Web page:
A Textbook Victory

Last Sunday evening, we forwarded the results of our final Chicago mayoral race poll to our clients, the Chicago Retail Merchants Association. As is fairly common, they chose to not release them the day before the election, but have now allowed us to do so. Despite swirling rumors of rapid slippage in Rahm Emanuel’s large lead, our poll of 2,000+ Chicago voters instead showed just a bit of consolidation:

Rahm Emanuel54.75%
Miguel del Valle9.91%
Carol Moseley Braun7.75%
Gery Chico22.27%
Patricia Van Pelt Watkins3.45%
William "Doc" Walls 1.87%

Few predicted such a clear-cut majority for Emanuel–most polls seemed to have him teetering excruciatingly close to the 50% + 1 mark needed to avoid a runoff, but Emanuel’s numbers remained strong on the eve of election. Forty-eight hours later, he won the election with 55.2% of the vote. The other candidates finished in the order predicted by the poll (click HERE for the final election results).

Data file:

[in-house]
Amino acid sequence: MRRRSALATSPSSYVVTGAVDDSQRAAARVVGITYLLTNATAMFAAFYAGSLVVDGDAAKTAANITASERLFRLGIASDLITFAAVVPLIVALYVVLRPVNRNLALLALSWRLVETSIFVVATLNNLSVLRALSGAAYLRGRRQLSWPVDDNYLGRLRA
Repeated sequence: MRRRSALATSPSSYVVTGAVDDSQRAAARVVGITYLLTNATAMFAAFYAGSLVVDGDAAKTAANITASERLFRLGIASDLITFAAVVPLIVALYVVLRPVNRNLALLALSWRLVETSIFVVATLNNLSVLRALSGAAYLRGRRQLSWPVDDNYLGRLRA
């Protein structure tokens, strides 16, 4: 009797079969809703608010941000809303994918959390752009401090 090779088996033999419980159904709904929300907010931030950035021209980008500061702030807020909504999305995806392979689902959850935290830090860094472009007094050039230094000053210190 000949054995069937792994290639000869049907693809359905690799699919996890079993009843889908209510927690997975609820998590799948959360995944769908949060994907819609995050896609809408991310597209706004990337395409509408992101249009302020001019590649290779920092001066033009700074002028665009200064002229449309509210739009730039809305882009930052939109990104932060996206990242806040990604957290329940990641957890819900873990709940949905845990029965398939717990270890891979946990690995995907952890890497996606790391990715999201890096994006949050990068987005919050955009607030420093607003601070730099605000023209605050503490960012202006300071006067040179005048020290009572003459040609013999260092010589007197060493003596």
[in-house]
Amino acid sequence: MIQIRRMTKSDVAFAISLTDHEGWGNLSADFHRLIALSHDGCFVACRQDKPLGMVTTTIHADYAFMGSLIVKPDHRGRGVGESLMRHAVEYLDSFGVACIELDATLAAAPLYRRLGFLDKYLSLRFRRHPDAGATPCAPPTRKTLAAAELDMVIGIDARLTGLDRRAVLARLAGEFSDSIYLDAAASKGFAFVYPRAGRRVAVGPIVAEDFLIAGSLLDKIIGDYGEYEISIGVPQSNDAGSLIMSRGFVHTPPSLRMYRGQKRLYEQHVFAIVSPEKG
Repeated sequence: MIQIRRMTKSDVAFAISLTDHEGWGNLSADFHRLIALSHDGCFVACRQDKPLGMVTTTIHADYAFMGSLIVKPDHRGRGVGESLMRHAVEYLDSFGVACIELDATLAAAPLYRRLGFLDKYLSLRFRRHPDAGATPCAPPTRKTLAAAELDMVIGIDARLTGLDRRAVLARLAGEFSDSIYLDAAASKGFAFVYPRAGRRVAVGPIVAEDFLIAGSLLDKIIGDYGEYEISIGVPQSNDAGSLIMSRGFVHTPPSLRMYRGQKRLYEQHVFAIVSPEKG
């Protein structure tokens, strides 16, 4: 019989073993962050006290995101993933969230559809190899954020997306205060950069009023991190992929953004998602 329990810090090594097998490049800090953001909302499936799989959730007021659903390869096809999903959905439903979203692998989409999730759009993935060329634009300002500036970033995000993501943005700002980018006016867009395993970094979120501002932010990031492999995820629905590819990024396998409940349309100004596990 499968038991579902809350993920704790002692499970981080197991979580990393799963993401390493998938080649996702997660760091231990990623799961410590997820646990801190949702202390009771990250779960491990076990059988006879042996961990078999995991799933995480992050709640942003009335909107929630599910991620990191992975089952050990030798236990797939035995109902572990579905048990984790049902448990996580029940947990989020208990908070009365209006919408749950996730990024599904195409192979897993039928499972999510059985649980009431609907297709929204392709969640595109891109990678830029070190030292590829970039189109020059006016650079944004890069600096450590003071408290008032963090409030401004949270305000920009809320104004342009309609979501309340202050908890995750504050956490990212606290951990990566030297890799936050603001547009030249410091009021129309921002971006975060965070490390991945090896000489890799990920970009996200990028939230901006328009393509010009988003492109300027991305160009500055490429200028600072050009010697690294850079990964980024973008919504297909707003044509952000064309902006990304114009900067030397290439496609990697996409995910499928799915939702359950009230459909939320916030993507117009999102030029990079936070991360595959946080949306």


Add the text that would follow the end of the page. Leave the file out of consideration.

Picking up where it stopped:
While many seemed surprised, in our opinion they should not have been. Rahm had ’em at Hello. Even when Emanuel was merely a rumored candidate, he showed surprisingly strong support in our September 9, 2010 poll (for those results, click HERE). Throughout the subsequent polls we conducted on the race, (November, December, and January) and finishing with the above numbers from February 20, Emanuel continued to build momentum and only gave up a tiny bit of the ground he gained at the very end.